On Friday afternoon, as US stocks surged in the wake of an astounding upside surprise on the May jobs report, Kevin Hassett confirmed that if June’s numbers paint a similar picture in terms of the recovery’s trajectory, the next virus relief package will be structured accordingly.
June’s payrolls report “will be something like” May’s numbers, Hassett mused. He pledged (on behalf of the administration) more government spending to aid the economy, but the scope of that spending is contingent on the labor market. The current relief measures, he said, offer a “bridge to July”.
It’s a good thing. Because, as Mitch McConnell has made clear, the Senate won’t be considering additional assistance for Americans until at least July 22.
The figure shows that in absolute terms, “V-shaped” is still a laughable misnomer, Friday’s encouraging news notwithstanding.
In the same vein, the hardest-hit sectors of the market are still lagging, as Energy and Banks remain depressed despite the recent rotation.
The S&P logged a third weekly gain, and a fourth in five. Anyone who was laughing in early April at projections for a return to record highs by 2021 isn’t laughing now, that’s for sure.
Gold was pummeled Friday as risk assets exploded higher and yields rose. Although it’s not difficult to make the case for carefully-polished, yellow paperweights in a world where many believe currencies are being haphazardly debased amid thinly-veiled central bank debt monetization, the metal is riding a three-week losing streak.
Oil, meanwhile, rose for a sixth week as an OPEC+ deal to extend production curbs is now all but assured. Futures in New York topped $39 – a long way from negative $35.
The US oil rig count fell again last week, Baker Hughes said Friday. At just 206, drilling rigs targeting crude have fallen by 70% in the past 12 weeks alone to the least since the summer of 2009.
Oil’s rebound is helping equities along and it will also add upside impetus for yields and inflation expectations which, for now, is still a good thing.
Ultimately, Friday marked a fittingly dramatic end to a historic week for the United States. Donald Trump used the jobs report as an excuse to deliver a 45-minute-long, unscripted “speech” at the White House. It was, effectively, a campaign rally with a captive audience (the press).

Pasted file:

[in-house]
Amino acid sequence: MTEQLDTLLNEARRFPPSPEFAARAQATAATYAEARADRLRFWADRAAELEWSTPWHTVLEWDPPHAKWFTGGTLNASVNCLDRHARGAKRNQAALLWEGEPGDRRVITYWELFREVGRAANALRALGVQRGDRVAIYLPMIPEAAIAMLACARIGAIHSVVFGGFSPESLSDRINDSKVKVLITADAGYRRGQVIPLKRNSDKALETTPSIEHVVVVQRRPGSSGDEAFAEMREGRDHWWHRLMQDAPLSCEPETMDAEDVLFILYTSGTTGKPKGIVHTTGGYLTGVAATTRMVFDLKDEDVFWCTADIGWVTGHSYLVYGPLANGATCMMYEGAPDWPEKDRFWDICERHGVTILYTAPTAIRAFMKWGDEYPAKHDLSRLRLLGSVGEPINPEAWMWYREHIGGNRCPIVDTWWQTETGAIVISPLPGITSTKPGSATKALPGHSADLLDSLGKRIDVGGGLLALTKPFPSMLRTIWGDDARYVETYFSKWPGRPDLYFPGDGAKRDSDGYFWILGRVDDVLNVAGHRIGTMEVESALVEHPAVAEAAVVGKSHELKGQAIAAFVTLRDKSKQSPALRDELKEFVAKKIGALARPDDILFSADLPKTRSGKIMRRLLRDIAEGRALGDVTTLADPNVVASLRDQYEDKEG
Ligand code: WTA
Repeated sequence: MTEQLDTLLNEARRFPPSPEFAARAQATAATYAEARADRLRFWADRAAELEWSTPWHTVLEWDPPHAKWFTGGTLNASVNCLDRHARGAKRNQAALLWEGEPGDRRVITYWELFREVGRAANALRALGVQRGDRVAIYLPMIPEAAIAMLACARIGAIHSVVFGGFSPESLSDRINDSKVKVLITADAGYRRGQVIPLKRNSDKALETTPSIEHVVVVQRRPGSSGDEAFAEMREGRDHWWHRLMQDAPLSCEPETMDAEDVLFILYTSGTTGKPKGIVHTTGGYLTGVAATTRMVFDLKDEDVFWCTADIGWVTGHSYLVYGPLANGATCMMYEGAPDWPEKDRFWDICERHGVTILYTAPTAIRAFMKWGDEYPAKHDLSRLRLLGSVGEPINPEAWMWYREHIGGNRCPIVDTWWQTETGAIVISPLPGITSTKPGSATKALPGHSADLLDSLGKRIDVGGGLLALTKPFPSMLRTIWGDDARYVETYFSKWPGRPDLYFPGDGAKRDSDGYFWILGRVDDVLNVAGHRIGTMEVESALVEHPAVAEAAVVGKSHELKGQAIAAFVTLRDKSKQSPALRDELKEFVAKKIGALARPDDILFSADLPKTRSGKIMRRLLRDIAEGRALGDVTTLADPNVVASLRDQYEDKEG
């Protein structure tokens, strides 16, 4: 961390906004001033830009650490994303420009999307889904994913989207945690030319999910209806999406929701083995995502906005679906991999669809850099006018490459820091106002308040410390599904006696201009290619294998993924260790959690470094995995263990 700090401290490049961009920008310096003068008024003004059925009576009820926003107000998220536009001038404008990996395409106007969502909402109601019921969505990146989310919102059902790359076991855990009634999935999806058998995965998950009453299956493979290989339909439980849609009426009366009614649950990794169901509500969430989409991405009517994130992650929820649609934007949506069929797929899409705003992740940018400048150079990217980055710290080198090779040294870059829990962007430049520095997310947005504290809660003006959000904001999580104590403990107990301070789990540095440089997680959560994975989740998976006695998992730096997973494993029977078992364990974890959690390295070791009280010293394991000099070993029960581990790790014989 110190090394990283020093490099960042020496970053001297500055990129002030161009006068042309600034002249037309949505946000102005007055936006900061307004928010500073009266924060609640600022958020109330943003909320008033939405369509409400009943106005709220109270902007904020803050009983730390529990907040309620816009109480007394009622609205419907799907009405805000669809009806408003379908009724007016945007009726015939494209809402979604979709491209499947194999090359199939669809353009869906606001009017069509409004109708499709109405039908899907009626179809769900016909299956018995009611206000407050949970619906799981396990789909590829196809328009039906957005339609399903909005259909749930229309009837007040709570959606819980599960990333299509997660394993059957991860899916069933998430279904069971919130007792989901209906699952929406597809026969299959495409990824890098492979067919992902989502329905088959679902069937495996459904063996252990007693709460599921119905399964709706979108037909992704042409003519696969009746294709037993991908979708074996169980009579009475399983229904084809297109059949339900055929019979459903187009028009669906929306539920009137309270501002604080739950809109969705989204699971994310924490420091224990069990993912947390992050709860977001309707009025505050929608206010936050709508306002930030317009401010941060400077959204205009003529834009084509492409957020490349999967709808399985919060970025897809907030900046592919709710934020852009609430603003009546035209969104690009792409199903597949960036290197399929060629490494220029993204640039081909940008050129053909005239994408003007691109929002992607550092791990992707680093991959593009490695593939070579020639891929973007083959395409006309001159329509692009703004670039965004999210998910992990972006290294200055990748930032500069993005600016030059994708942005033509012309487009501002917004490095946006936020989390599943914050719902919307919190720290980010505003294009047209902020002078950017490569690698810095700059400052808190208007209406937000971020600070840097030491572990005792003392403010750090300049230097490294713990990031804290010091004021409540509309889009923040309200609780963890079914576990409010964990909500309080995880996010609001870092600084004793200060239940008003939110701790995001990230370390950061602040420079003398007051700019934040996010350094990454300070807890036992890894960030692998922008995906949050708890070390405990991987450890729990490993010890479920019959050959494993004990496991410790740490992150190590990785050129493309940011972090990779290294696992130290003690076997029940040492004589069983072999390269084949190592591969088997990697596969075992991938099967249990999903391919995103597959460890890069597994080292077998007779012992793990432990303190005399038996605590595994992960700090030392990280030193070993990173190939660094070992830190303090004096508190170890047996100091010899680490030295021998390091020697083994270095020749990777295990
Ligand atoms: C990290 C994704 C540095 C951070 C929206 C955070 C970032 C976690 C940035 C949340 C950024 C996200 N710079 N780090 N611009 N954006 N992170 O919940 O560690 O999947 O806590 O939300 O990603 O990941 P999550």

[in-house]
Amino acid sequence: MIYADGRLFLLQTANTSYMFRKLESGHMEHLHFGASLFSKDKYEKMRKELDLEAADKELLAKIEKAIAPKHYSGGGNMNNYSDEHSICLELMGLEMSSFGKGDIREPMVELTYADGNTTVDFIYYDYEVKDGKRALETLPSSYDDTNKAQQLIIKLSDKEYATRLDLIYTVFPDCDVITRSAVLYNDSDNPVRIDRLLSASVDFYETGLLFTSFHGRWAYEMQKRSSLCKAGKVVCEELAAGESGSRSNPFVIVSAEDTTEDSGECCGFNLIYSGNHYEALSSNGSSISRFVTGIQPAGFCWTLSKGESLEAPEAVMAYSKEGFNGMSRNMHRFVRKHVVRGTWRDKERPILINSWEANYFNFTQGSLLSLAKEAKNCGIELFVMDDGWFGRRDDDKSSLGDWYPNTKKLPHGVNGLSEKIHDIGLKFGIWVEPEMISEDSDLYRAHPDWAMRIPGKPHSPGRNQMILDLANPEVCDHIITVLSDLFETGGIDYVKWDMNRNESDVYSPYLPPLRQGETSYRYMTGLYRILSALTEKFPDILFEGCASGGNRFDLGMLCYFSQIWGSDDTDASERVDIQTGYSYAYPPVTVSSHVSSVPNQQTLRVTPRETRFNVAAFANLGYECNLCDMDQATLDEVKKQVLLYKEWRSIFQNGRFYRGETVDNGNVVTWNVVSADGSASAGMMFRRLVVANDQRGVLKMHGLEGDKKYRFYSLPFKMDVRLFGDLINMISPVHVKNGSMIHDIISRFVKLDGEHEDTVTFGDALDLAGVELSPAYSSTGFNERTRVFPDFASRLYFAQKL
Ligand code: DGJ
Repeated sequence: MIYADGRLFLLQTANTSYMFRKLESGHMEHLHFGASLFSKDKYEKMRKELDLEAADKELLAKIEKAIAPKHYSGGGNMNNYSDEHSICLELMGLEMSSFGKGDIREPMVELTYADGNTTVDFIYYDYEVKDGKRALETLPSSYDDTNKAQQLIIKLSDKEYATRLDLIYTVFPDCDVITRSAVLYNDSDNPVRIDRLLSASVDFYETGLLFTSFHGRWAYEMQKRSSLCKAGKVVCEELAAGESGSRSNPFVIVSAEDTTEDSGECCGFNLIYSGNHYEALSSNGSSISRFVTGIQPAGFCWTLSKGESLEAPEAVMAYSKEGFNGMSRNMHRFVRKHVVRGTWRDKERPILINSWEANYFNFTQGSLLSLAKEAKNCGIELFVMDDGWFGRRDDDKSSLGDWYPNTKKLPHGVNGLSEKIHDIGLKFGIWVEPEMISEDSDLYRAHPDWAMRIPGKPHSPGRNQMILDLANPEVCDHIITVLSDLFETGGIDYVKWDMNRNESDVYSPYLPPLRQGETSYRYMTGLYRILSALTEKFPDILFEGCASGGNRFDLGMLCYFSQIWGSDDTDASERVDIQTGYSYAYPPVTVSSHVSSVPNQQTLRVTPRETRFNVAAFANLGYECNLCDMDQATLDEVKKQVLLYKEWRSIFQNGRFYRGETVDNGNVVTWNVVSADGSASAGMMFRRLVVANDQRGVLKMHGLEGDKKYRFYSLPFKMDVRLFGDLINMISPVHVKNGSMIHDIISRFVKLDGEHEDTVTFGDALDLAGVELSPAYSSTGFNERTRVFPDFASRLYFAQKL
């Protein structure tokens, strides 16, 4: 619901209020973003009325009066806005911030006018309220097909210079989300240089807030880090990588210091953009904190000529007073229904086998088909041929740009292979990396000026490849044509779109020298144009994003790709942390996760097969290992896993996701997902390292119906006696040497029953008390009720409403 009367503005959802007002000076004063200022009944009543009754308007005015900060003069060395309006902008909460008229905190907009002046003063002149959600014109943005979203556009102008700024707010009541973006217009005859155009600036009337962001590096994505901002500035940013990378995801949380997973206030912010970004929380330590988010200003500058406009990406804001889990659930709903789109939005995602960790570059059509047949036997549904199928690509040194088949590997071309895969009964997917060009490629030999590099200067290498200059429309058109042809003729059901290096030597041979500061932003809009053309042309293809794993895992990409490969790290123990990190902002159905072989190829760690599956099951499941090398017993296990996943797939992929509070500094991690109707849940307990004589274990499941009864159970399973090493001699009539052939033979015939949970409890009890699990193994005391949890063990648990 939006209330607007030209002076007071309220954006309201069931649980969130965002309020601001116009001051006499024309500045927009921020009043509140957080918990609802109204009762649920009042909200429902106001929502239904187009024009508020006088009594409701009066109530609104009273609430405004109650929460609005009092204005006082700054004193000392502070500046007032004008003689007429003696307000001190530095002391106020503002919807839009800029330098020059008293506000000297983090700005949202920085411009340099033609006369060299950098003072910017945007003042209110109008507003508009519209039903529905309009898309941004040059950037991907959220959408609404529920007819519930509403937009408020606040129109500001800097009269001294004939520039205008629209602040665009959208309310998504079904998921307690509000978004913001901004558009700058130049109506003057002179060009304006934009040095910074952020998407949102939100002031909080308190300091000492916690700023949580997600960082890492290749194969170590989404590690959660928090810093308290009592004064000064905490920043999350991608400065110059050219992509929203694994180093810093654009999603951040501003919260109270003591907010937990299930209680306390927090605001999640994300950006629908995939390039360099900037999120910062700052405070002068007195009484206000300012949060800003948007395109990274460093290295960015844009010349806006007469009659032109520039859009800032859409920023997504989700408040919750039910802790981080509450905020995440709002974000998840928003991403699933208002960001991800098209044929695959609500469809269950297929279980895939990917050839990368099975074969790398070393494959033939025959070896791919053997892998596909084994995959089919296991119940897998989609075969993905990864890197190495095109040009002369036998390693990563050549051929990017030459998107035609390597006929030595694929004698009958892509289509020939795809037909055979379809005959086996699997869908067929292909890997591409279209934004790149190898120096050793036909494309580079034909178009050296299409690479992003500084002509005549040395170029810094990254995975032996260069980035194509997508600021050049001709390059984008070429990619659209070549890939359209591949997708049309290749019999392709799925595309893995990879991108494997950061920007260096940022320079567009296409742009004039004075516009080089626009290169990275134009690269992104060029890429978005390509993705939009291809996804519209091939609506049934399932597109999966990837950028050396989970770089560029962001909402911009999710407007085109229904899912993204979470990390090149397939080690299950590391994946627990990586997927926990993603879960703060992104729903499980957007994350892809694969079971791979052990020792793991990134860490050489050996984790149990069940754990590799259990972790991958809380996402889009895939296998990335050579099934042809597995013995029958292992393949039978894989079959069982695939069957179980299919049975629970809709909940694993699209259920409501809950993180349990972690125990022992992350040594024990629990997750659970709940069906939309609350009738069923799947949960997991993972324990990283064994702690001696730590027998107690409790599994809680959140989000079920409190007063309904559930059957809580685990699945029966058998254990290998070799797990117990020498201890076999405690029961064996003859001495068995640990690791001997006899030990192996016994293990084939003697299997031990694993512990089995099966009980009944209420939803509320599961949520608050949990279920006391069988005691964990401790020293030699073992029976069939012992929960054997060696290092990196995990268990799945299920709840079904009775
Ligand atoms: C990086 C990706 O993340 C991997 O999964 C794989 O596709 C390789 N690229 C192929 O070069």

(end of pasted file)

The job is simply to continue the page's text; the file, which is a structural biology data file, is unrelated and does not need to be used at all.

To be sure, not everyone was enamored with the proceedings.
“I was disturbed… to see the president crowing this morning — basically hanging a ‘mission accomplished’ banner when there is so much work to be done — and so many Americans are still hurting”, Joe Biden said, in remarks delivered at Delaware State University.
The unemployment rate for African Americans actually rose in May to the highest in more than ten years, widening the gap with the jobless rate for white workers, which fell by nearly two percentage points from April.
Washington D.C. Mayor Muriel Bowser renamed the street outside the White House “Black Lives Matter Plaza” on Friday, ordering the city to paint the message in giant yellow letters.
The Washington Post called it “a pointed salvo in [Bowser’s] escalating dispute with President Trump over control of D.C. streets”.
During the jobs celebration, Trump claimed Friday was a great day for George Floyd.
“Hopefully George is looking down right now and saying, ‘this is a great thing that’s happening for our country'”, Trump said. “This is a great day for him”.
Social media derided the remarks as ludicrous.
But what isn’t ludicrous these days?
As Cheshire Cat put it, “we’re all mad here”.